Disabled kids treated in back-to-school drive
Odane Reid, president and founder of the ICare Jamaica Foundation, is proud that his charity was able to host its annual back-to-school drive despite the coronavirus pandemic. And for the first time, children from the disabled community were specifically targeted for assistance.
Last month, the Montego Bay-based non-profit organisation distributed 200 packages to children from John Rollins Primary and Barrett Town All-Age schools, as well as another 50 to the disabled.
Reid, who committed to maintaining support for the Cornwall Combined Disabilities Association Benevolent Society, credited an interview on ‘Disability Beyond Borders’, a programme carried on local radio station More FM, for sparking the interest.
“After I pitched it to my team, they said yes in a heartbeat. They (the disabled) have needs, too, and I am really, really happy to be assisting them,” the ICare founder said.
Reid, who lives in the Rose Hall area, said that his group has, for the last four years, been working with less-fortunate children who depend heavily on the Programme for Advancement Through Health and Education (PATH), a state-run welfare plan.
ICare Jamaica had initially decided not to host its care package distribution, but reconsidered that position when it recognised the socio-economic fallout triggered by COVID-19. Besides killing more than 30 Jamaicans, the disease has triggered a raft of restrictions, wiping out income streams and haemorrhaging jobs.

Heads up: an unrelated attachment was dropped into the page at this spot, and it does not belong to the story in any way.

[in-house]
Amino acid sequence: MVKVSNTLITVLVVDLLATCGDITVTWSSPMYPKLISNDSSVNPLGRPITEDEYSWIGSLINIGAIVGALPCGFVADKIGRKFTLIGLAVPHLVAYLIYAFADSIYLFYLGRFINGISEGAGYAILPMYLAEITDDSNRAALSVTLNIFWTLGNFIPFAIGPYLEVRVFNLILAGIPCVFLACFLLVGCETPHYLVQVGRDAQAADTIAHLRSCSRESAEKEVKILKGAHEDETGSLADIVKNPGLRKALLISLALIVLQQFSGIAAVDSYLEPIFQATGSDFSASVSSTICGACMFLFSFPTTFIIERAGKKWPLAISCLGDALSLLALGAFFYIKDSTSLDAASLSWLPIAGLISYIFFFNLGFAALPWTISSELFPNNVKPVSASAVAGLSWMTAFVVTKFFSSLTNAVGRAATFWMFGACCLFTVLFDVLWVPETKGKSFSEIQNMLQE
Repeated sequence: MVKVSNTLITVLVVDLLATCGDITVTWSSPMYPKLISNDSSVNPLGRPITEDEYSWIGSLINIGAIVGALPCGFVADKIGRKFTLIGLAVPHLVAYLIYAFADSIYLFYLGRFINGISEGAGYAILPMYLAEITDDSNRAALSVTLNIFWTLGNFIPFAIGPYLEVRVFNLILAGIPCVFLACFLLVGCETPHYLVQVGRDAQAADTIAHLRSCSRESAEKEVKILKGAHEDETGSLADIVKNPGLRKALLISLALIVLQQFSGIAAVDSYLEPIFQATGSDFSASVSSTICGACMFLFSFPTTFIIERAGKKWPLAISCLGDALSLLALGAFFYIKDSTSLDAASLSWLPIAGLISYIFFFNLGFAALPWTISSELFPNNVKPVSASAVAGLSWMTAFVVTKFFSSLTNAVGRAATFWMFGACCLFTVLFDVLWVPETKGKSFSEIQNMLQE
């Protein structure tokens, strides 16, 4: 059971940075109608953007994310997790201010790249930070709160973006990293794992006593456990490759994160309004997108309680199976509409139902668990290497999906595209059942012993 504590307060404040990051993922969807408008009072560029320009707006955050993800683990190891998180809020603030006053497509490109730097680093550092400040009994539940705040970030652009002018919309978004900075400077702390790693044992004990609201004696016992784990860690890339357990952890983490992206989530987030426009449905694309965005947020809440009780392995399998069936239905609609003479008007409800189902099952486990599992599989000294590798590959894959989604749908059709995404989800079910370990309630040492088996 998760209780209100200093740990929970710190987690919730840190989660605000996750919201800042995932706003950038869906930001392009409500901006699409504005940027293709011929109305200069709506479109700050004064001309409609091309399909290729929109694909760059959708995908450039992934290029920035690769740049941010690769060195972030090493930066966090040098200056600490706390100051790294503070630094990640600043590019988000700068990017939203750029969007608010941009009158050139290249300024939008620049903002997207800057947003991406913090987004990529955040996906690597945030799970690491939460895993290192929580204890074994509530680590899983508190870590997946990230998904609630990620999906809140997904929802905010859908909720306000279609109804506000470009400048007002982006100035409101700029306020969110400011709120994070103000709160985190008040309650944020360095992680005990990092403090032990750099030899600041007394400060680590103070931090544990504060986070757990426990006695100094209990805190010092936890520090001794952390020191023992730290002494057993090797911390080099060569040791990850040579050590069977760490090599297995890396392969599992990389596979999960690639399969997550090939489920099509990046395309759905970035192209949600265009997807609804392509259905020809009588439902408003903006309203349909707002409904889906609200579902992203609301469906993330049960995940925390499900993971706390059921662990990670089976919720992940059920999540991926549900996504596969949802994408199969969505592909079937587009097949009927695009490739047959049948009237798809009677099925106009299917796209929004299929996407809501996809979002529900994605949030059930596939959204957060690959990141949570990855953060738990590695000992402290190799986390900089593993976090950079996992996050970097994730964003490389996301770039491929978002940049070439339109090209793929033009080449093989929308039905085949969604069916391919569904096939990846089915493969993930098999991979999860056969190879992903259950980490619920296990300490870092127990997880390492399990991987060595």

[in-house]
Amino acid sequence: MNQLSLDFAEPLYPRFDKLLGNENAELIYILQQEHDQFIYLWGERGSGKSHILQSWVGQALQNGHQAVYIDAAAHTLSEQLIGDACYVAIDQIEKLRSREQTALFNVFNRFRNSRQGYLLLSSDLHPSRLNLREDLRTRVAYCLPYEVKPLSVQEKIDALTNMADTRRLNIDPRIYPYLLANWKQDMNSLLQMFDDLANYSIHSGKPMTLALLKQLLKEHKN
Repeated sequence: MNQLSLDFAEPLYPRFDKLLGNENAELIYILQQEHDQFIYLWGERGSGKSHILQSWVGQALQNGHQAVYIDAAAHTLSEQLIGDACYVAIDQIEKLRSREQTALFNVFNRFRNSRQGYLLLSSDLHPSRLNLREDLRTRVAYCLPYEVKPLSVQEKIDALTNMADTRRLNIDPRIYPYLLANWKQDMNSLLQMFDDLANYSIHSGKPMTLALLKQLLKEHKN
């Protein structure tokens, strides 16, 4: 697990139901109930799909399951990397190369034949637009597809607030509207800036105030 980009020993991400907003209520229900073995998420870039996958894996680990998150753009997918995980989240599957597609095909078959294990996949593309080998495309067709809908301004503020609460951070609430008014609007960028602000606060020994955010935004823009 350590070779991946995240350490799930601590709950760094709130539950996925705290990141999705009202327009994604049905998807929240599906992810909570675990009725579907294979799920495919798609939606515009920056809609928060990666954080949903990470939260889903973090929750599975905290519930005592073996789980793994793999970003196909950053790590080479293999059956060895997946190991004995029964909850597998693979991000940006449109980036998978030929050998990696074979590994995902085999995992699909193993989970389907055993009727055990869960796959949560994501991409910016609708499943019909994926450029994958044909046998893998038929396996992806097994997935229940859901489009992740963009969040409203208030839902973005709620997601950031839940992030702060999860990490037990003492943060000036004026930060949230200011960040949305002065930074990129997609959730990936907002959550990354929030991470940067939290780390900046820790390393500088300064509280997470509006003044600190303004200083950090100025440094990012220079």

Reid said that the organisation collaborated with key stakeholders to make learning a reality.
“I live in the area and I know the struggle faced by a lot of the students and parents. We work with the schools in getting a list of the PATH students and then we use it to determine the persons that would benefit,” he added.
As ICare Jamaica evolved, the organisation became more targeted in its outreach efforts, promoting back-to-school drives and family fun days. ICare also adopted the Garlands Hall Children’s Home. The family fun day wasn’t staged this year because of COVID-19 concerns.
“Normally, we would have gone to their location to cook for them, and the team (would) spend the whole day with them,” Reid said.
“Last year, we took them out into our space, where we had them interacting with our (children related to team members) sons, daughters, nieces, nephews, and so on.”
Visually impaired Robert Blake, vice-president of the Cornwall Combined Disabilities Association Benevolent Society, said he was grateful for the support and assistance.
“We applaud the team and the sponsors. We salute them as we look forward to the future in us working together in serving people in the disabled community,” Blake said.